We applaud the Congress and the nation’s federal agencies for acting quickly and crafting proposals designed to reach every segment of a nation that will be challenged to recover from this unprecedented economic shock in the months, and perhaps, years to come. We urge Congressional negotiators to adopt the more favorable funding levels in the House stimulus proposal and ensure that key provisions are included to ensure that LMI families and communities, small businesses, nonprofits and the nation’s consumers can access these critical benefits, mitigate the economic fallout and recover quickly.

Sincerely,

 

National Groups

National Community Reinvestment Coalition (NCRC)

Affordable Homeownership Coalition

Center for Community Progress

Center for Responsible Lending

NACEDA

National Housing Institute

National Housing Law Project

National Housing Resource Center

National Housing Trust

National NeighborWorks® Association 

 

State Groups

727 Mgt. LLC

Affordable Homeownership Foundation 

African Cultural Alliance of North America Inc (ACANA)

African Diaspora Directorate 

Arizona Housing Coalition 

Avenue

Beacon Development Group

Beneficial State Foundation

Bii Gii Wiin Community Development Loan Fund

Birmingham Business Resource Center

Black Hills Community Loan Fund, Inc

BLDG Memphis

Brighton Park Neighborhood Council

Building Alabama Reinvestment

California Coalition for Rural Housing

California Reinvestment Coalition

Can I Live, Inc

Ceiba

Center for Fair Housing, INc

Center for NYC Neighborhoods

Centre for Homeownership & Economic Development Corporation, Inc.

Chattanooga Neighborhood Enterprise

Chester Community Improvement Project 

Chicago Community Loan Fund

Chicago Rehab Network

City of Toledo

Clarifi

Coalition for Nonprofit Housing and Economic Development

Coastal Enterprises, Inc.

Columbus Empowerment Corporation

Communities United For Action

Community Vision, Inc.

Consolidated Credit Solutions, Inc.

Credit Builders Alliance

EAH Housing

Equal Voice Action

Fair Housing Rights Center in Southeastern Pennsylvania

Frameworks Community Development Corporation

Friends of the African Union

Georgia Advancing Communities Together, Inc.

Greater New Orleans Housing Alliance (GNOHA)

Grounded Solutions Network 

Habitat for Humanity of Michigan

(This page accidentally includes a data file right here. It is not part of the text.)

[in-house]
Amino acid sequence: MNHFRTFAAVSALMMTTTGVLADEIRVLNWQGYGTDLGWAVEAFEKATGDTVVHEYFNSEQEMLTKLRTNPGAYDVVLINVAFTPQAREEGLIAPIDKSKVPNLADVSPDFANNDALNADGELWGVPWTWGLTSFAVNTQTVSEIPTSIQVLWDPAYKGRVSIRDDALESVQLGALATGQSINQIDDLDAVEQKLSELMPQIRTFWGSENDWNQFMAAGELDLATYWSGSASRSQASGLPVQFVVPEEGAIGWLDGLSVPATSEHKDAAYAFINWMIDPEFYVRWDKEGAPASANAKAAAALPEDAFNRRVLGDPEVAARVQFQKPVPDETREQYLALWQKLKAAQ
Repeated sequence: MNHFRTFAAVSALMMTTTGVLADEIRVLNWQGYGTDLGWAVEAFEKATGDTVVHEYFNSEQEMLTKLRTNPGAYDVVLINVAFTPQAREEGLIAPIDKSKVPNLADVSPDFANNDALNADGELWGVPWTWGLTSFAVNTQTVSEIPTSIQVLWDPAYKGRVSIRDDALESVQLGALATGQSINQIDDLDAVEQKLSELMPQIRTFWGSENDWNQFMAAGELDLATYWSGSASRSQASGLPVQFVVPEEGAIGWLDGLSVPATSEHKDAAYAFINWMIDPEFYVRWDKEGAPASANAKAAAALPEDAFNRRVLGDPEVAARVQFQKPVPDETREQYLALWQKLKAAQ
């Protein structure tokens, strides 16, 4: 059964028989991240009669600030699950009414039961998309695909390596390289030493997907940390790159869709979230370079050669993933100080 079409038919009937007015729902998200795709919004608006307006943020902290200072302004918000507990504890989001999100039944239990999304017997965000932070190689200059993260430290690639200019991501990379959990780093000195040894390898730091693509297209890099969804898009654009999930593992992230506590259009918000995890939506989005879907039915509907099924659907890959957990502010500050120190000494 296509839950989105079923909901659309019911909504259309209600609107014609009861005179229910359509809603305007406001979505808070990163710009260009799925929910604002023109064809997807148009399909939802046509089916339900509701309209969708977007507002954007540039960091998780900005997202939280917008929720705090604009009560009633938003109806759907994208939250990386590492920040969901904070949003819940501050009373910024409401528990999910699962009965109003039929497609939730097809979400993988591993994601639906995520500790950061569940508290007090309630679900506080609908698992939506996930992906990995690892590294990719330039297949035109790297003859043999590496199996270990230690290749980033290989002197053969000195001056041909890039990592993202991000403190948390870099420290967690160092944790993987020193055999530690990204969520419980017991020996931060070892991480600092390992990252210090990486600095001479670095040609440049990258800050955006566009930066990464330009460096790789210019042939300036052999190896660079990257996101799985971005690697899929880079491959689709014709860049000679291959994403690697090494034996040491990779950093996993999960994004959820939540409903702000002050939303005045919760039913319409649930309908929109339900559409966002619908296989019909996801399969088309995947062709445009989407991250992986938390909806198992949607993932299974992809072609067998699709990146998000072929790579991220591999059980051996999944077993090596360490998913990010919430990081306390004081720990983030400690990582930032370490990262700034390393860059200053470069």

Havenwoods Economic Development Corp.

Hawai’i Alliance for Community-Based Economic Development (HACBED)

Homes on the Hill, CDC

Home Repair Resource Center

Hope Through Divine Intervention 

Housing Oregon

HousingNOLA

HousingWorks RI

Lafayette Neighborhood Housing Services, Inc. dba HomesteadCS

Layton Boulevard West Neighbors

Legacy Foundation

LISC Greater Kansas City

Local First Arizona (c6) 

Local First Arizona Foundation (c3)

Louisville Urban League

Maryland Consumer Rights Coalition

Massachusetts Association of CDCs

Massachusetts Communities Action Network (MCAN)

Metropolitan Milwaukee Fair Housing Council

Metropolitan St. Louis Equal Housing and Opportunity Council

Miami Dade Affordable Housing Foundation, Inc

Multi-Cultural Development Center

Nehemiah Project Community Development Corporation

New American Development Center

New Jersey Citizen Action

North Carolina Housing Coalition

NW HomeStart, Inc

Ohio CDC Association

Old North St. Louis Restoration Group

Omaha 100 Incorporated

PathStone Enterprise Center

Peoples’ Self-Help Housing

Pittsburgh Community Reinvestment Group

Pride Through Empowerment Foundation, Inc

Proud Ground

Real Choice Initiative 

Recon Foundation

River City Housing

Self-Help Enterprises

Solita’s House, Inc

Southeast Houston CDC

Southern Dallas Progress CDC

Southside Organizing Center

Southwest Neighborhood Housing Services 

St. Petersburg Neighborhood Housing Services, Inc. dba Neighborhood Home Solutions

The Resurrection Project

U SNAP BAC Nonprofit Housing 

Urban Land Conservancy 

WAVE

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Redlining and Neighborhood Health

Before the pandemic devastated minority communities, banks and government officials starved them of capital.

Lower-income and minority neighborhoods that were intentionally cut off from lending and investment decades ago today suffer not only from reduced wealth and greater poverty, but from lower life expectancy and higher prevalence of chronic diseases that are risk factors for poor outcomes from COVID-19, a new study shows.

The new study, from the National Community Reinvestment Coalition (NCRC) with researchers from the University of Wisconsin–Milwaukee Joseph J. Zilber School of Public Health and the University of Richmond’s Digital Scholarship Lab, compared 1930’s maps of government-sanctioned lending discrimination zones with current census and public health data.

Table of Content

  • Executive Summary
  • Introduction
  • Redlining, the HOLC Maps and Segregation
  • Segregation, Public Health and COVID-19
  • Methods
  • Results
  • Discussion
  • Conclusion and Policy Recommendations
  • Citations
  • Appendix